The report of the same scene according to K. F. Behrens, a German who was part of Roggeveen’s crew, said that an islander in a canoe approached the Dutch ships, so he was invited on board. The man was completely tattooed with many different figures and his ears were very long. He was offered a glass of wine but instead of drinking it, he poured it on his eyes. Behrens added that he believed that the islander thought that they were trying to poison him.

Two days later, the islander visited again the ships in the company of other natives. And that same day Roggeveen and Behrens took land with 150 armed men. A multitude of natives surrounded them and some tried to touch the sailors weapons, so some sailors opened fire and 13 islanders were killed.’

Wednesday, January 28, 2009

Hibbert’s diary books

Christopher Hibbert, a prolific and popular historian and writer, died last month. He wrote many biographies on a wide range of subjects, from Elizabeth I to Disraeli; and often turned his pen to Italian people and places. However, he also edited a number of books - such as those on Greville, Wheatley and Livingstone - based on diaries.

Born in 1924, Hibbert was educated at Radley School, and then Oriel College, Oxford. He joined the Army, and served as an infantry officer in the London Irish Rifles regiment in Italy during World War II (winning a Military Cross in 1945). After ten years working with a company of land agents and auctioneers, he switched to a career as a history writer in the late 1950s - his first book being The Road to Tyburn. Wikipedia has a short biography, but more information can be found about Hibbert in the various obituaries that followed his death on 21 December - The Guardian’s was published only yesterday.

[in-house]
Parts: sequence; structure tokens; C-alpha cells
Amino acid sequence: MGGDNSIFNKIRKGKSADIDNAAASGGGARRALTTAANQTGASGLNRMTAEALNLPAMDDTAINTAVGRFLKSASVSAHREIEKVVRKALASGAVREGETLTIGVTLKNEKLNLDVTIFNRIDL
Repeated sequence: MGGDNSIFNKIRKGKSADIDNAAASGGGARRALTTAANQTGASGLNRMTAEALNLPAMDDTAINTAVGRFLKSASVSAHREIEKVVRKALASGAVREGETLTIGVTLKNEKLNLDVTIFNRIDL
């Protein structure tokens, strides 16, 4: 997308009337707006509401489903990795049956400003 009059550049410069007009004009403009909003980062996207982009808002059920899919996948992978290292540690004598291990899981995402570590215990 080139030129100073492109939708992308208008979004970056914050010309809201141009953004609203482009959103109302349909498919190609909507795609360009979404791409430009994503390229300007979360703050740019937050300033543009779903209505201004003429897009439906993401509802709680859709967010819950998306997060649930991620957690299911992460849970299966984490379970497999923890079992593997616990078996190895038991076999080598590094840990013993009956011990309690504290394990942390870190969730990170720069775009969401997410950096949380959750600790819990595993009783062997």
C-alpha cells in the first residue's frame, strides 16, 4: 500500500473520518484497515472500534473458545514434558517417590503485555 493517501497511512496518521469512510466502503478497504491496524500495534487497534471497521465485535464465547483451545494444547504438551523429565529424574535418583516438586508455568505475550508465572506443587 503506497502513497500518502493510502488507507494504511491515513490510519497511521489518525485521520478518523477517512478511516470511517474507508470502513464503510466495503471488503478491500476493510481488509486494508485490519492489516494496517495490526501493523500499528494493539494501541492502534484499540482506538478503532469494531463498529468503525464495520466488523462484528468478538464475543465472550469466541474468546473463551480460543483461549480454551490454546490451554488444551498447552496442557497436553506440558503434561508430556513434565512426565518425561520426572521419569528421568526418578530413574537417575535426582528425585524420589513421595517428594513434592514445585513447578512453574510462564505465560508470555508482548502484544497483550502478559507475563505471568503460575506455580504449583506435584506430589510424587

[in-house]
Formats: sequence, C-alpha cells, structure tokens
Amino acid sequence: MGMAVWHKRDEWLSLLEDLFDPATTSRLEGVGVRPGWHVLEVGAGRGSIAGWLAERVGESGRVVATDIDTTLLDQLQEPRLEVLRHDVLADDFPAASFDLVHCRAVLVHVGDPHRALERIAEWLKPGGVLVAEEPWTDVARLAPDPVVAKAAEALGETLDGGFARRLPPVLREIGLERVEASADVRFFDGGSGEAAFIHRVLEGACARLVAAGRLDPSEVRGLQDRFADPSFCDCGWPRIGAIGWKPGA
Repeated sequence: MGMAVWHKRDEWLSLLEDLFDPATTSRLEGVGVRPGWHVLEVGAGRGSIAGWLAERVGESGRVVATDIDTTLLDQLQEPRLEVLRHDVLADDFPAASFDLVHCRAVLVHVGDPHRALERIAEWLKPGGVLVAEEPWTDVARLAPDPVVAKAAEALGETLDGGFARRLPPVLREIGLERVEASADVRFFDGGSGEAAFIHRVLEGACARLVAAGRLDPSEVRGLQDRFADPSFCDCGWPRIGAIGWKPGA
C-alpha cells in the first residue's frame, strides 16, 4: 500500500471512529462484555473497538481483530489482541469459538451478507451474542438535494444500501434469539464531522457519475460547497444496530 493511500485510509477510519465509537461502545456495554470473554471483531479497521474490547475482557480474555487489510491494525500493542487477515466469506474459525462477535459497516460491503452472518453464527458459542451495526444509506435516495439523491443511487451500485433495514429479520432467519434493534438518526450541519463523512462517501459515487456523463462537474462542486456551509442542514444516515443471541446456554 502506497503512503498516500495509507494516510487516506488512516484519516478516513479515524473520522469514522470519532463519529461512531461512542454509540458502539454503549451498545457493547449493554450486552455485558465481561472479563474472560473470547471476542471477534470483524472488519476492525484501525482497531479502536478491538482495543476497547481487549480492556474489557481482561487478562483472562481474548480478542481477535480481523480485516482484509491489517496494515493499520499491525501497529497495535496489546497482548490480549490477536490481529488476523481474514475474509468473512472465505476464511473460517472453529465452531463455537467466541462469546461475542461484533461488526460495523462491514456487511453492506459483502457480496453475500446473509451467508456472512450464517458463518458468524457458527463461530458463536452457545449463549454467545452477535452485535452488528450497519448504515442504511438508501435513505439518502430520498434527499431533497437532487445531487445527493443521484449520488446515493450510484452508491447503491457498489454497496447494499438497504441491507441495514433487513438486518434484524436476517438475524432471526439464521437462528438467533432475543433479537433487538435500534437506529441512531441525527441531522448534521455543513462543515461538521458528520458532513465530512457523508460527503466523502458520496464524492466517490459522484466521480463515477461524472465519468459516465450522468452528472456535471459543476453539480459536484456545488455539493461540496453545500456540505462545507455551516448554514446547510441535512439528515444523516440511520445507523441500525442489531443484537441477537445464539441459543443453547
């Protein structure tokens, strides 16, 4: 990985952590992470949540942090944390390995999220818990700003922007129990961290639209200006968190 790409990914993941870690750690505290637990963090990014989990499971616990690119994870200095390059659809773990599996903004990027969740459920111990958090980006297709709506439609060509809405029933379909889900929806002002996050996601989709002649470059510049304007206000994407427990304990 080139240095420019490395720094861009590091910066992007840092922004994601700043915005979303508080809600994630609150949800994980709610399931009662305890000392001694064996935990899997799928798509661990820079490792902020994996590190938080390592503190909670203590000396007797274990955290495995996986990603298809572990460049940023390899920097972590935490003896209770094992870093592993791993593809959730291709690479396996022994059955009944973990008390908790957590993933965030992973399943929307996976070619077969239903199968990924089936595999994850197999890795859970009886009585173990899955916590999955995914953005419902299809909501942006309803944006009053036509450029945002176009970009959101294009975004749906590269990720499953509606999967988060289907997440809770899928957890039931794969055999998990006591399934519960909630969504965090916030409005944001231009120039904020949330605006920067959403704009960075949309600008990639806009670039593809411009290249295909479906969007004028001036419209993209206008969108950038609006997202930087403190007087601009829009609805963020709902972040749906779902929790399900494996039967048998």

The Times says Hibbert ‘was probably the most widely-read popular historian of our time and undoubtedly one of the most prolific’. According to The Guardian, he was never sensational for sensation’s sake: ‘He wrote in a careful, measured and meticulous style, not seeking to impose his personality on his prose, preferring to present the facts to the reader, to set his story out before them, rather than to embellish his research with supposition, theory and conjecture.’ The Telegraph says his style was sometimes criticised for failing to break new ground or to tackle subjects in enough depth, nevertheless, Hibbert ‘was sure of his methodology and his audience’.

The Guardian says Hibbert ‘had more than 50 books published’ and The Telegraph that he ‘wrote more than 40 books’ (although The Times says he ‘wrote more than 50 books’). This discrepancy between the number of books he ‘wrote’ and the number he ‘published’ is partly explained by those he edited, and of these several were based on people’s diaries. In 1964, Hibbert edited and Longmans published The Wheatley Diary: A Journal and Sketch-book Kept during the Peninsular War and the Waterloo Campaign.

Other diaries edited by Hibbert include: Greville’s England - Selections from the Diaries of Charles Greville 1818-1860, published by the Folio Society in 1981; Queen Victoria in Her Letters and Journals published by John Murray in 1984; A Soldier’s Tale, Three Nineteenth Century Stories of Life at War: The Letters of Private Wheeler; The Diary of a Napoleonic Foot Soldier and The Recollections of Rifleman Harris published by Windrush Press in 1999; and The Life and African Exploration of Dr. David Livingstone: Comprising All His Extensive Travels and Discoveries As Detailed in His Diary, Reports, and Letters, Including His Famous Last Journals published by Cooper Square in 2002.